“As soon as I was old enough to drive I would go up to Milwaukee and down to Chicago,” recalls Johnson. “I used to go to jam sessions at the Jazz Estate. One of the big things for the jazz scene since I moved back five years ago was losing the Estate. It was a place where everyone got to hang, which is a big part of jazz culture.”
The Estate’s temporary closing turned out to be a blessing in disguise. With Milwaukee’s central jazz hangout on hiatus various other venues began hosting live jazz, including Company Brewing in Riverwest. Their series — Supper Club Jazz — features a free performance on Wednesday nights along with an original three-course meal designed by head Chef Rosy Rodriguez.
“We reached out to Jamie Breiwick to pick his brain,” says owner George Bregar. “He was helpful in that he knows the jazz scene really well and knows what it needs. Then we brought in Jay Anderson for some extra positive energy. Personally, I like it so much that we schedule our brew nights around it.”
In addition to the Wednesday night performances, Company Brewing also hosts occasional special editions on the weekend. The first special edition was the aforementioned tribute to Miles Davis featuring Russ Johnson on trumpet.
“The Miles Davis show was the archetype of what the series can be,” says Bregar. “We had a full dining room of people eating, but there was also this jazz show happening that definitely delivered.”
Another Riverwest institution that supports live jazz — specifically of the avant-garde variety — is Woodland Pattern Book Center on East Locust Street. Founded in 1979, Woodland Pattern has produced the Alternating Currents and Formations music series for decades.
August J. Ray is Milwaukee’s unofficial “jazz super fan.” He has been attending performances since the 1950s and you can still catch him out multiple nights a week supporting live jazz. Ray also donated his record collection to the West End Conservatory.
“In the ‘50s and ‘60s people would actually sit and listen to the music,” recalls Ray. “There was always a little bit of talking, but it was mostly quiet and respectful. You go to a lot of jazz shows today and the music is almost wallpaper. But at the Miles Davis tribute people were paying attention. When you go to events like that it brings back the old days. And I think it’s getting better.”
During my research of Milwaukee jazz one name kept popping up — Jamie Breiwick. A Racine-native, Breiwick has been playing trumpet and supporting jazz in Southeastern Wisconsin his entire life. He has been praised for his innovative instruction and inspired playing. Breiwick is perhaps best known for his work with Milwaukee Jazz Vision (MJV), an organization dedicated to developing and advancing the local jazz community, similar to the efforts of the non-profit Jazz Unlimited.
“MJV was the result of a late night discussion between Neil Davis, Kevin Hayden, Steve Peplin and myself. We were contemplating the state of the scene and decided that rather than whine and complain, we would do something proactive,” says Breiwick.
MJV’s first endeavor was the Eastside Jazzfest in 2010. MJV teamed up with the Riverwest Artists Association in 2011 to revitalize the historic Jazz Gallery Center for the Arts. In 2013 MJV partnered with Summerfest to present a free, one-day jazz concert at the Henry Maier Festival Park known as “Visions on the Lake.”
I attended Visions on the Lake this summer. Breiwick played with the Milwaukee Jazz Orchestra. As soon as he got off stage Breiwick was met by a group of adoring former students.
In 2014 MJV — in cooperation with Bay View Gallery Night — started “Bay View Jazz Fest,” which included 18 bands at 9 venues this summer. I first saw Fred Boswell Jr. — arguably the most electrifying drummer in the city — at BVJF 2015. MJV’s website also hosts the Milwaukee Jazz Archive, which I drew on for the first installment in this series.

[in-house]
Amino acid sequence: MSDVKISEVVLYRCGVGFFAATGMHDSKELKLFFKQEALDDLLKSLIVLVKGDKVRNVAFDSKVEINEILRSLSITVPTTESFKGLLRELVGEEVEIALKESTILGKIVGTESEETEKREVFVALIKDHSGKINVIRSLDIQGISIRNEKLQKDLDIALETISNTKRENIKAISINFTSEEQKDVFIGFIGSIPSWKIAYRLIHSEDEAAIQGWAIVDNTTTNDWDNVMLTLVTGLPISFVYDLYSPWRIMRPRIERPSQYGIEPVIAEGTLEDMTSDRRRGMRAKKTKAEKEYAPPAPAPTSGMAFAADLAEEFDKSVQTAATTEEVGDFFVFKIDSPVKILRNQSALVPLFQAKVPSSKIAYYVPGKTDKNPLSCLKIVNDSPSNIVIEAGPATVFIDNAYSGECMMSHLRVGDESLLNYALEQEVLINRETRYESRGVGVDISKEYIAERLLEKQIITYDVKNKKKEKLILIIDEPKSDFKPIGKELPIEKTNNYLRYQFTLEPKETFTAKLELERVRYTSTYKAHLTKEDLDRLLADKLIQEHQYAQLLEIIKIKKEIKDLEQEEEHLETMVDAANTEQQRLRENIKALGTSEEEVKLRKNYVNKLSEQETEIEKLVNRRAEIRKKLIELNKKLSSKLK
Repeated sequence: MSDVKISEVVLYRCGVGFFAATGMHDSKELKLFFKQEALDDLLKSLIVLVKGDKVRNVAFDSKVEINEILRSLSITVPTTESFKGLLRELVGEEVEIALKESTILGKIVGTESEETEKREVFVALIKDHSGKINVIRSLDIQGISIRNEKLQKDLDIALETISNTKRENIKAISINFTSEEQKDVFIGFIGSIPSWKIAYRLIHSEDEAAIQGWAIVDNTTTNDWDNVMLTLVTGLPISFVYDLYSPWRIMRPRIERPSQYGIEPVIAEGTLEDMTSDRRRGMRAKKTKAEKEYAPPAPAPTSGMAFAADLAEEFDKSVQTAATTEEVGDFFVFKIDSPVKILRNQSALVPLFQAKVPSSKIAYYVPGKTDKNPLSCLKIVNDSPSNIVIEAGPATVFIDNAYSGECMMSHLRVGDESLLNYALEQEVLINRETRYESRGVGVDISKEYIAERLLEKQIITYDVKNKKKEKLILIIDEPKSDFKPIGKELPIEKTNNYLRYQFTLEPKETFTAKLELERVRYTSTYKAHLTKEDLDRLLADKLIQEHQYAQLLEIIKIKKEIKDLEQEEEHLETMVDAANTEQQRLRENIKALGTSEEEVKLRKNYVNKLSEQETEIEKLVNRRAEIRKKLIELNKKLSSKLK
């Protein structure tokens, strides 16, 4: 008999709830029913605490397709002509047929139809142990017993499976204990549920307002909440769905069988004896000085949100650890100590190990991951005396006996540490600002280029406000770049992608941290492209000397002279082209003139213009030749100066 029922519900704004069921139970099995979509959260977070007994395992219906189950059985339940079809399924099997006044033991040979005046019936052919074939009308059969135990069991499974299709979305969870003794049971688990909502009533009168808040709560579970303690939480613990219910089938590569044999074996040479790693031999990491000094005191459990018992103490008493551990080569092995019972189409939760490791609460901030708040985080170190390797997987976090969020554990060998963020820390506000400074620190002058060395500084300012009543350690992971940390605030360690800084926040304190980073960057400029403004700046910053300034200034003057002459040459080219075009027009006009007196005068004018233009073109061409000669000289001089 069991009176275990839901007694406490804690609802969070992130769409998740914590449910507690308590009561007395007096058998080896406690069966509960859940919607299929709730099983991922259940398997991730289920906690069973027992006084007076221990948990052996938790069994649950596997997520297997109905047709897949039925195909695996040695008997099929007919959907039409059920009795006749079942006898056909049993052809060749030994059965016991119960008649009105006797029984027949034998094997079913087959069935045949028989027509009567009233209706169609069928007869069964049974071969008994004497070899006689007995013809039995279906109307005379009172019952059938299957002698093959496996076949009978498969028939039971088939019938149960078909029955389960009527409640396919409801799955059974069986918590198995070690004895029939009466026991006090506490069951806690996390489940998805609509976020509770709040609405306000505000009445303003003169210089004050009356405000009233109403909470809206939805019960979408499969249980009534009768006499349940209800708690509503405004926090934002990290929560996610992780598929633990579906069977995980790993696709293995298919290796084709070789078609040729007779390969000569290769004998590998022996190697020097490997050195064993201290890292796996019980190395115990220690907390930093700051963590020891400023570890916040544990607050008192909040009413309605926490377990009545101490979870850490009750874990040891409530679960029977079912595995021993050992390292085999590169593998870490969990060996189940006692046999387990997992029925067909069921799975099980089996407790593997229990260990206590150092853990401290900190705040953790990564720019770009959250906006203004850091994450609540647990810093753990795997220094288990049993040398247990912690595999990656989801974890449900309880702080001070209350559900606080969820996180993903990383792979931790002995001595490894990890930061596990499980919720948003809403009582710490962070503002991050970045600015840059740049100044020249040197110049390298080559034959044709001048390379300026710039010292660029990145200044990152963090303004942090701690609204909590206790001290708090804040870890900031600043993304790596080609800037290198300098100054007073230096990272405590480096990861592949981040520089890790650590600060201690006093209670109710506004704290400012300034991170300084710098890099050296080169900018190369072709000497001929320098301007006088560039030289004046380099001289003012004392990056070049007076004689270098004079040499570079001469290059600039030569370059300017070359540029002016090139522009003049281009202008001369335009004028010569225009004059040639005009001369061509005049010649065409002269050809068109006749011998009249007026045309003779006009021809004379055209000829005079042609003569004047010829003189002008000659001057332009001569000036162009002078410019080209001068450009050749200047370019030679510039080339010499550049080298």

“Ultimately, we are trying to raise the profile of the jazz scene through every possible outlet we can,” insists Breiwick.
Milwaukee Jazz Vision’s most recent partnership is with the Pabst Theater Group. Since 2002 the Pabst Group has helped revitalize Milwaukee’s entertainment scene. In the mid-2000s the Pabst Group produced a jazz series that ended in 2009. The addition of The Back Room at Colectivo on Prospect Avenue to their roster of venues has renewed the Pabst Group’s focus on jazz.
“Our CEO Gary Witt spent most of his career working in the recording industry as a marketing professional,” says Pabst Group public relations coordinator Andy Nelson. “He traveled around America working for and consulting with record labels like Warner Brothers, Impulse, GRP, and Concord. During that time he represented a number of jazz artists.”
“Jazz is something that means a lot to him,” adds Nelson. “It’s been difficult ever since Milwaukee lost their last jazz radio station, but in the past year or so there’s been some hope. The Back Room at Colectivo works really well for jazz.”
This fall The Pabst Group will bring Chris Botti (November 17) to the Riverside, Pérez, Patitucci and Blade (November 6), Patricia Barber Trio (November 12), and The Bad Plus (December 15) to The Back Room at Colectivo.
THE REBIRTH OF COOL
In November of 2015 the Jazz Estate was sold to John Dye, owner and operator of Bryant’s Cocktail Lounge since 2008. I spoke with Dye at his acclaimed Southside lounge during a Jazz Estate cocktail preview event.
“It’s always been one of the places in Milwaukee that I’ve been interested in, but they approached me,” says Dye of his new business venture.
“We’re going to do some really nice versions of classic cocktails from the ‘70s and ‘80s, ones that nobody really touches. They’re good drinks, but they’re just a little uninspired,” exclaims Dye. You might say he’s done the same with the Estate.
Opened in 1977, the building fell into disrepair over the years. The Estate’s reopening was originally slated for July, but more renovations were required than anticipated. Given his dedication to preserving history, Dye took his time to get it right. Last week I attended the club’s soft opening and I’m thrilled to report he’s done just that.
As soon as I walked into the Estate there was a “new club smell.” Dye's team polished and rebuilt every inch of the club, adding a mix of design elements from various eras, including a tin ceiling in the front room and a new house drum kit. The vintage looking lights and register give the bar a Bryant’s vibe. The seating and sight lines in the back area are improved as well. And the acoustics are excellent.